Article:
Cooperative Cheese Making

In the era after World War I, corn was declining as the cash crop of choice among High Country farmers, and tobacco had yet to dominate, though more and more people were getting allotments. Instead, some people put their heads together to establish small cheese factories.


The North Carolina Agricultural Extension Service helped set up the factories. The factories were built with water supplied by fresh-water springs. A steam boiler would supply heating water, often heated by coal or wood as electricity had not reached many rural areas. The heat was also used to help process the milk into cheese curd.

The job started in the barns of the region as people drew the milk from their dairy cows each morning. Farmers delivered their milk to the factory by horse-drawn cart or wagon, with the milk in five- or ten-gallon containers. Farmers were paid based on the fat content of their milk. The milk then went into a large processing vat that held about 200 gallons of milk, depending on the size of the factory.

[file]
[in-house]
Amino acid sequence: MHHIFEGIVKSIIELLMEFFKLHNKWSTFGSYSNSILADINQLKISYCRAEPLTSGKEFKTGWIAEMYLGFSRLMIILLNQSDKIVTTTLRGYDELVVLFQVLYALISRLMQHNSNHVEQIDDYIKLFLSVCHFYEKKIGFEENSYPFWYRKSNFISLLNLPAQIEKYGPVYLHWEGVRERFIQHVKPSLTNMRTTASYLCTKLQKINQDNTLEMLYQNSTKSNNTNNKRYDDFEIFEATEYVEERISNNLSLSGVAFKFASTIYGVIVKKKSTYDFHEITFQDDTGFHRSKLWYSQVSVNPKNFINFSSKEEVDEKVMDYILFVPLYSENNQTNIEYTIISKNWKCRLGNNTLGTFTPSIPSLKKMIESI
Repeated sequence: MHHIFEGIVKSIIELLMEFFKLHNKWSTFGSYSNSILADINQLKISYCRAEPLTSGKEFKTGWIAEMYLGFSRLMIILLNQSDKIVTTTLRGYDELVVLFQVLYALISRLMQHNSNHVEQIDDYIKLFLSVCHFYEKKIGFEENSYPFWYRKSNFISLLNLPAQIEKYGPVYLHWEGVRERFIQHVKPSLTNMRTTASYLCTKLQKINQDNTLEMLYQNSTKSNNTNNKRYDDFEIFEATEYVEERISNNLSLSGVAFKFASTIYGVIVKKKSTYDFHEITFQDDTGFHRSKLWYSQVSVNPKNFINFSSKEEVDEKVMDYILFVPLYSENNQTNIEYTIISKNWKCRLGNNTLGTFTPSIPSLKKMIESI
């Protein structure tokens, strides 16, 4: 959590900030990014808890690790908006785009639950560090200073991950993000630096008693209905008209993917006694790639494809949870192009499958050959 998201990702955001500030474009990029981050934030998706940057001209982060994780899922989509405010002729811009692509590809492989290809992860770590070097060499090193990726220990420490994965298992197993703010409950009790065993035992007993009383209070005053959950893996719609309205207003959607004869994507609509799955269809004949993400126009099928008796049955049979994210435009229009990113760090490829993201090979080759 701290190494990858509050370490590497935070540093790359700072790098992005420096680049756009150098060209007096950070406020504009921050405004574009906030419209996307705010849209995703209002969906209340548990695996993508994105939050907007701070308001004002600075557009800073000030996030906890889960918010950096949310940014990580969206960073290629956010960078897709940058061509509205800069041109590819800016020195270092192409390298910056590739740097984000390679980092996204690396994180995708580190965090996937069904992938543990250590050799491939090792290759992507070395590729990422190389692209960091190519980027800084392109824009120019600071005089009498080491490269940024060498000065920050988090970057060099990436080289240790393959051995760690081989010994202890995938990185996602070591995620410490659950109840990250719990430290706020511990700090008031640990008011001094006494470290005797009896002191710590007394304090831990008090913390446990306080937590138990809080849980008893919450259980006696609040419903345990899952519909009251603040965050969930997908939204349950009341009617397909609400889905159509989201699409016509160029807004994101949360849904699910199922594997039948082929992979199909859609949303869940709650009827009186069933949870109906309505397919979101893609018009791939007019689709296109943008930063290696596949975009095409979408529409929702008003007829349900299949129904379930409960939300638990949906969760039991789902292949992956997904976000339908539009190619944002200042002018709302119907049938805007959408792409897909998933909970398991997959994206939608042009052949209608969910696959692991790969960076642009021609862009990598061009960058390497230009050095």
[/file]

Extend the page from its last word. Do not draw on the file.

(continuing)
The milk was heated in the processing vat until it "clabbered." A wire screen with a frame was lowered on the curd to cut it into square blocks. The whey that was squeezed out ran into a barrel or trough outside, where farmers could collect it to feed to hogs. The curd was worked up to squeeze all the whey out until the curd began to solidify.

The curd was chopped into finger-sized pieces and placed into hoops. The hoops were over a foot in diameter and six inches deep. Cheese cloth was placed inside the iron hoops, and the curd was packed inside as tightly as possible. The hoops were then placed round-side down in rows along the length of the cheese press. The press was tightened by hand, squeezing the rows of hoops to get rid of the last of the whey. After a day or two in the press, the hoops were removed and the cheese was placed in a cool room for storage and aging.

Before shipping, the rounds of cheese were dipped in paraffin wax for sealing. They were then shipped out to stores and wholesalers across the region. As transportation methods and roads improved, the days of hauling a wagon-load of cheese barrels off the mountain for money began to dwindle. But for all who stood in that room with the rich aroma of milk or who nibbled a handful of warm curd, they must have felt wealthy indeed.

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